How Iran can address its Informal Economy

By , for Al-Monitor. Any opinions expressed are those of the author, and do not necessarily reflect the views of Iran Business News.

All countries face the phenomenon of an “informal economy.” Focusing on the definition of that term — which means all economic activities that are not covered or are insufficiently covered by formal arrangements, not including illicit activities — a World Bank report finds:

“Informality arises both from a lack of development and poor governance, and each of them to a different extent for every country.”

While these two factors, as well as tax evasion, play a role in the formation and sustainability of the informal sector in Iran, some legal and cultural aspects — such as the strict women’s dress code and extensive cultural prohibitions like the ban on satellite dishes — also contribute to the size of the informal economy. Assessing the extent of Iran’s informal economy is very difficult; however, the most serious and reliable estimates state that about 30% of economic activity in Iran is unaccounted for.

A recent study believes that about 38% of the economic activity in the Iranian calendar year 1393 (which ended on March 20, 2015) belonged to the informal sector, which translates to unrealized tax revenues for the government amounting to 43 trillion Iranian rials ($12.3 billion), i.e., the annual funds that the government pays to citizens as cash handouts.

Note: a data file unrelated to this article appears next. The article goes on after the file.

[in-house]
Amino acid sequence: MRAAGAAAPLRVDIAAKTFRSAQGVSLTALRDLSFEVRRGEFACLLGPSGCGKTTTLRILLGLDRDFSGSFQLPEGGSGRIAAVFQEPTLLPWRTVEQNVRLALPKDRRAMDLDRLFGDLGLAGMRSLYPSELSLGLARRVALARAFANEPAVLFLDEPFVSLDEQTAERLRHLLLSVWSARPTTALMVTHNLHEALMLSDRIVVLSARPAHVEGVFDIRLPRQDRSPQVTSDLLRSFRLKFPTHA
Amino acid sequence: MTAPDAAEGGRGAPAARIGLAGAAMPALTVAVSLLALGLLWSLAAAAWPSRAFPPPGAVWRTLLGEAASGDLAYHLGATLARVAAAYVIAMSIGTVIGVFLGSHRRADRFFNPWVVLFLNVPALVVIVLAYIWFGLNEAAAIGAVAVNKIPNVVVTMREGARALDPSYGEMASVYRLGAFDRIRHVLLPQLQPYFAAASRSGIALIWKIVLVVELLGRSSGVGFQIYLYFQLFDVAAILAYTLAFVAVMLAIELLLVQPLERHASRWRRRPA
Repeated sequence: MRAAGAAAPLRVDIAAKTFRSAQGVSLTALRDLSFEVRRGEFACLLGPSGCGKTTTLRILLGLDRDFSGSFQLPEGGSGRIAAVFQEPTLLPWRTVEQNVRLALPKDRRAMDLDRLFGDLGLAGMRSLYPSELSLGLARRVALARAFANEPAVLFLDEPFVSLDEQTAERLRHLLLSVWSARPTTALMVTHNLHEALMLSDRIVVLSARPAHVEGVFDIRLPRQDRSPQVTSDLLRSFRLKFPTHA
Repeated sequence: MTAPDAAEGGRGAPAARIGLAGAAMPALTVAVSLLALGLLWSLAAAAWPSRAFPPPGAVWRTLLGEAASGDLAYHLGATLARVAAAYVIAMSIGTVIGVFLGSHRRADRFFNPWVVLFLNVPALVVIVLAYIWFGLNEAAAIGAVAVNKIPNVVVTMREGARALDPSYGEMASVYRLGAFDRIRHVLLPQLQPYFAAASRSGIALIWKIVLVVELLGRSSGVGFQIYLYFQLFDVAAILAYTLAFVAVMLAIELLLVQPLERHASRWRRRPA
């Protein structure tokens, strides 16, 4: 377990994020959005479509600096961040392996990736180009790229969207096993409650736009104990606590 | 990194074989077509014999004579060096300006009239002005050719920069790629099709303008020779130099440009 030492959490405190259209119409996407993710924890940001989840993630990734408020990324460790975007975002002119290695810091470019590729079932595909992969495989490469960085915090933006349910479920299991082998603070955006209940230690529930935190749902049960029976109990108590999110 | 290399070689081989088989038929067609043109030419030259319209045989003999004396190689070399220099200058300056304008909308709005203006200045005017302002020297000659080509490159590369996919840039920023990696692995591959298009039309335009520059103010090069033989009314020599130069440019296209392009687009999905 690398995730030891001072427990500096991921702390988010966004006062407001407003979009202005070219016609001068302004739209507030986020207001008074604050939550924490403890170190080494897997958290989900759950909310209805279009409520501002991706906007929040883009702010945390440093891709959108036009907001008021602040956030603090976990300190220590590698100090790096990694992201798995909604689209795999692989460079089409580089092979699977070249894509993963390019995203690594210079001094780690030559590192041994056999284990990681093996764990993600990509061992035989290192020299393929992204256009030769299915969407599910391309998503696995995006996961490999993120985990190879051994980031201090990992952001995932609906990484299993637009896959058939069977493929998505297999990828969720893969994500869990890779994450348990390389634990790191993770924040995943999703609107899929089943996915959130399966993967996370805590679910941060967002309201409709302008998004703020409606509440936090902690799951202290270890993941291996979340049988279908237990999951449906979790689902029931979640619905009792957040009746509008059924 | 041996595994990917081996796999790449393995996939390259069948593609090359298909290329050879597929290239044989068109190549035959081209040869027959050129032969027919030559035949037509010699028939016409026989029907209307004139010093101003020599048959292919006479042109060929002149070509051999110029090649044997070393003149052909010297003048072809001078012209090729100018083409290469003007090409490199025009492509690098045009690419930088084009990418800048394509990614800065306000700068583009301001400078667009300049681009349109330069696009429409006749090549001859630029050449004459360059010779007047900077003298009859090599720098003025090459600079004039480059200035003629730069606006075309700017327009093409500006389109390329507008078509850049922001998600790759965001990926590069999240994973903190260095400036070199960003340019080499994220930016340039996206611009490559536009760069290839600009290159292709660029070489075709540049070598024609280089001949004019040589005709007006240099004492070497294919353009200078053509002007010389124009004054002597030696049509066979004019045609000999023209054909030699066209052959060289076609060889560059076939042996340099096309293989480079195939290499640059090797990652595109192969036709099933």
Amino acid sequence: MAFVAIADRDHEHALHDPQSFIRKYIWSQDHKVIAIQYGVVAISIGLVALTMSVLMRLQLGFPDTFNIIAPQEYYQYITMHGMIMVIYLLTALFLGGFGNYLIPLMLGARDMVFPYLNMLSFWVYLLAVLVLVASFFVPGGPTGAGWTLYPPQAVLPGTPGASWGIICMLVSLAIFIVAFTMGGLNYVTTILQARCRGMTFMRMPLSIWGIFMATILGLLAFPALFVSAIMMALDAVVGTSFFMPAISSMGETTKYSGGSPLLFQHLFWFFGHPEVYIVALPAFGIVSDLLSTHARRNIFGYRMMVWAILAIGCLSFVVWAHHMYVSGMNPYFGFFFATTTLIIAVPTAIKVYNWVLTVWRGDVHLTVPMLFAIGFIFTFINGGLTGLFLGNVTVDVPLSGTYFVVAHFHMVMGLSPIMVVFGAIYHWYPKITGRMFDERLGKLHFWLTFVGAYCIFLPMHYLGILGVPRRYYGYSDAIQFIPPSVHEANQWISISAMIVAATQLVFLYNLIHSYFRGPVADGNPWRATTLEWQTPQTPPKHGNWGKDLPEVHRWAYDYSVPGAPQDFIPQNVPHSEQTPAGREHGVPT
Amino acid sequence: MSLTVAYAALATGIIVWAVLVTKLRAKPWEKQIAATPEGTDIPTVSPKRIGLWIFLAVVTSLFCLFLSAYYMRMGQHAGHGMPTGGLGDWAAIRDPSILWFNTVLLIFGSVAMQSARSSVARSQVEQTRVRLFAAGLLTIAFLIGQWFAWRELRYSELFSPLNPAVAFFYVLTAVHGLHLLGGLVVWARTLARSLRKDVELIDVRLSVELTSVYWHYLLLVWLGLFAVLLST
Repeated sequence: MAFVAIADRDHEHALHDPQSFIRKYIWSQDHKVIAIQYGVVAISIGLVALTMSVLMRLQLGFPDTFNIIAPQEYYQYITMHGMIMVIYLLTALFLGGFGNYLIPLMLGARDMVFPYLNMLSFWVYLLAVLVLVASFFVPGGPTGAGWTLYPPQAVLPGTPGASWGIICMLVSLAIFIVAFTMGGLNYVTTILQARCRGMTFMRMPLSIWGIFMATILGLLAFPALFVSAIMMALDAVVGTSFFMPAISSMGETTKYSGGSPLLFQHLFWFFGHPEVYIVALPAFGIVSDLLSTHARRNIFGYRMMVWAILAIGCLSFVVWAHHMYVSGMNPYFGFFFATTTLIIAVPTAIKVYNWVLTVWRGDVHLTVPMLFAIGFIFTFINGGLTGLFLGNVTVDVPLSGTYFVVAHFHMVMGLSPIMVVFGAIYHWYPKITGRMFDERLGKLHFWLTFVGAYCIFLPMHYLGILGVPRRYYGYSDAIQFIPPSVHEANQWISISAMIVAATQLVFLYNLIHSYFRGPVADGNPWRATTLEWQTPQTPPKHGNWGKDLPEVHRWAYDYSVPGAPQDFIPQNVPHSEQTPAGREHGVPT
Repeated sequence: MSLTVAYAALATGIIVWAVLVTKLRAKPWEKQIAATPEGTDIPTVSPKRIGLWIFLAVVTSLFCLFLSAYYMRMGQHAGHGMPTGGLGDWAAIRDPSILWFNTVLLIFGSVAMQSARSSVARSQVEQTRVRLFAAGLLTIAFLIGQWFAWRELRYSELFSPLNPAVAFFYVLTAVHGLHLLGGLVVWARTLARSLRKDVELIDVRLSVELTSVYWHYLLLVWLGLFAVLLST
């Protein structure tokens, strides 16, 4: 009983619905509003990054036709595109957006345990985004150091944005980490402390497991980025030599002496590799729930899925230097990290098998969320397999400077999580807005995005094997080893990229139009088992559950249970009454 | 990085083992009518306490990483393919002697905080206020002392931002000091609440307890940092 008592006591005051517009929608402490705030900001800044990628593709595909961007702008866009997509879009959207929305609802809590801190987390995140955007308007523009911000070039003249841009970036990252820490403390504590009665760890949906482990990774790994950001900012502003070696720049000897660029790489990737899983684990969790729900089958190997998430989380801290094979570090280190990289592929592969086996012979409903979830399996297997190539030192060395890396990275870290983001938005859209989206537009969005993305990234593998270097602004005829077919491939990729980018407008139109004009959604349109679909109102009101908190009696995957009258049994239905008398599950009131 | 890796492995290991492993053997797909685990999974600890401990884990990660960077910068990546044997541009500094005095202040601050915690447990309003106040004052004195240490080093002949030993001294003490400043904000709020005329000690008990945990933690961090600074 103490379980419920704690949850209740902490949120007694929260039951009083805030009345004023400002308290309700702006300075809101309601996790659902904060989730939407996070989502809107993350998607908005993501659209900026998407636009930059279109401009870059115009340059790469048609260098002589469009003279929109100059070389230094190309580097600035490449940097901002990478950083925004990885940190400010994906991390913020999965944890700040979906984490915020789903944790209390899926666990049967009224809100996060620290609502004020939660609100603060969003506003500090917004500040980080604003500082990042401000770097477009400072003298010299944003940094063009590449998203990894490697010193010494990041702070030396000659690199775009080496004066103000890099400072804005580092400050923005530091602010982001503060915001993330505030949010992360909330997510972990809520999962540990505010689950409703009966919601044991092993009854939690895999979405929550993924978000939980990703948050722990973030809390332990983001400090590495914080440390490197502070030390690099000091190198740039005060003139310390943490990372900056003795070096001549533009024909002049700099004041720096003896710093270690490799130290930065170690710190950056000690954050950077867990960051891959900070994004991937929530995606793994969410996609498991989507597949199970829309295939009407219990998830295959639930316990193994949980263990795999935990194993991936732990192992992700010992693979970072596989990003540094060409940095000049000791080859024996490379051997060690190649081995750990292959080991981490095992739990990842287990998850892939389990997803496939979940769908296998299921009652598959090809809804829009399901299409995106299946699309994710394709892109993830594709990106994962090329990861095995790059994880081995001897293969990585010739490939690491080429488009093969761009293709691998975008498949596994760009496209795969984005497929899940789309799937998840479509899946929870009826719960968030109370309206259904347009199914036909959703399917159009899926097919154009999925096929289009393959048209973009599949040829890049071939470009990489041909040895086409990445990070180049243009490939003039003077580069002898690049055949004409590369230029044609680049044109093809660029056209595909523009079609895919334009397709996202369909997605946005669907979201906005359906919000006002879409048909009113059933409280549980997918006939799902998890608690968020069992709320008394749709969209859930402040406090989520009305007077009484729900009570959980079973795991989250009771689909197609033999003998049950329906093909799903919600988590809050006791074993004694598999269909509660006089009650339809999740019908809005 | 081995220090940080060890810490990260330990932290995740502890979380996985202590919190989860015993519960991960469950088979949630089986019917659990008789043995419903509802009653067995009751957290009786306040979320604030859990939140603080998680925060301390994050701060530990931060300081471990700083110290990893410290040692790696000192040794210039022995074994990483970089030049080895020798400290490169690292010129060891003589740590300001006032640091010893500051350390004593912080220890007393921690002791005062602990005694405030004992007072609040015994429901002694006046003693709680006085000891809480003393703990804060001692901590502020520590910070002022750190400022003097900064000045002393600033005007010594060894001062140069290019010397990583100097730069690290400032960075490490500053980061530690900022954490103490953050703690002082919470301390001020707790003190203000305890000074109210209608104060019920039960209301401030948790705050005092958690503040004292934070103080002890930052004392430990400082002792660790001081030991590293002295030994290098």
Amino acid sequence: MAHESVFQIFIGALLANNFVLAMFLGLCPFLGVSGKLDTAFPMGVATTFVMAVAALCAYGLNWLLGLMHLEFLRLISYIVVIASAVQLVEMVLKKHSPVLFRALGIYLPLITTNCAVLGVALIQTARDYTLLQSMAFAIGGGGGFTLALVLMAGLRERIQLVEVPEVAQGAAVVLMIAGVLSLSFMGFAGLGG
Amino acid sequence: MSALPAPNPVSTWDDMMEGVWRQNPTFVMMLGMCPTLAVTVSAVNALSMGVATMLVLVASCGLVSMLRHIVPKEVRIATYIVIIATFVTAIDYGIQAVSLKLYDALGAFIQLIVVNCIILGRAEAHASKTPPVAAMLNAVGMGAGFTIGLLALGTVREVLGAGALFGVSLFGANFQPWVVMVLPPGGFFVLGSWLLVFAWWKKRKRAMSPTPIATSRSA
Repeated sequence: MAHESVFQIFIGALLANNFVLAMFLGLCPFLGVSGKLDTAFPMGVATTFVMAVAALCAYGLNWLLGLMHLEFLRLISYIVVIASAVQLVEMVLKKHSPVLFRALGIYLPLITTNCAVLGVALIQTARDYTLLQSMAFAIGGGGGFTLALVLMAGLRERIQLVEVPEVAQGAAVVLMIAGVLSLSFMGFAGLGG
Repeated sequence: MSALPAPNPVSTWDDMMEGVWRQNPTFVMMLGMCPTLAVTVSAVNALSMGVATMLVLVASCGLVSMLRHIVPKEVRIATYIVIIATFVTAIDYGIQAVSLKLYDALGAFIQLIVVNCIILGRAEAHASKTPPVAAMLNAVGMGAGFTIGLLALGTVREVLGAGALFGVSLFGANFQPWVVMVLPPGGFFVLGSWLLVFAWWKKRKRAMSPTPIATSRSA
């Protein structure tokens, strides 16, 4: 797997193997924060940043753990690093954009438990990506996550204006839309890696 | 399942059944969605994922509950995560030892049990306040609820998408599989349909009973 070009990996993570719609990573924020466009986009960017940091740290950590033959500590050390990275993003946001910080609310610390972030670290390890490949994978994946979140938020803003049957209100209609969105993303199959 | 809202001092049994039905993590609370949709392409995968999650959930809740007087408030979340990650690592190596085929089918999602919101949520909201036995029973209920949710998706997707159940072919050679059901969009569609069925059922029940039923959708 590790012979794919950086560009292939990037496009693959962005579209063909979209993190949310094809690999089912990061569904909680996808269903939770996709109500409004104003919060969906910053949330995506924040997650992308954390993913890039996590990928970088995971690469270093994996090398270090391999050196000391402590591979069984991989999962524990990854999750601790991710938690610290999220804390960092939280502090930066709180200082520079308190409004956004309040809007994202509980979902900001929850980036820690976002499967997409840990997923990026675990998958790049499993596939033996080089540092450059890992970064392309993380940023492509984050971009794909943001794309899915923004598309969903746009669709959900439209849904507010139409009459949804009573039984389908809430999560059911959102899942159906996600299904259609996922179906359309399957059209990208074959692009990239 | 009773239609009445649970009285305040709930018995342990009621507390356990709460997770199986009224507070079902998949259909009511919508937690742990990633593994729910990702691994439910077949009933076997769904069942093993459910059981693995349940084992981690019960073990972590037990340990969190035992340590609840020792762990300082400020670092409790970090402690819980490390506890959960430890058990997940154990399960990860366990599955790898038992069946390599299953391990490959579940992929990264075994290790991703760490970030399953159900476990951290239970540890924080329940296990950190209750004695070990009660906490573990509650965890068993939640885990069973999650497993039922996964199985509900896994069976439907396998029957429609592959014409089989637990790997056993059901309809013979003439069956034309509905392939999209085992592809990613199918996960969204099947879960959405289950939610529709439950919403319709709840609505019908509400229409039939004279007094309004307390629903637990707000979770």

As mentioned, some of the activities are not necessarily illegal, but rather legal occupations conducted outside the visible economic structures, such as civil servants working as taxi drivers in their free time or housewives working as tailors and hairdressers from home. On the illegal side, smuggling and trade in prohibited goods represents the most significant informal activities.

Experts believe that some $10-$15 billion worth of goods are smuggled across Iranian borders annually, though there are signs that the volume of smuggling has been in decline. According to reliable estimates, an institutionalization of the smuggling in legal goods would create some 200,000 job opportunities in the country. This is where the various border markets come to the fore, but weak governance of such markets has undermined their actual potential.

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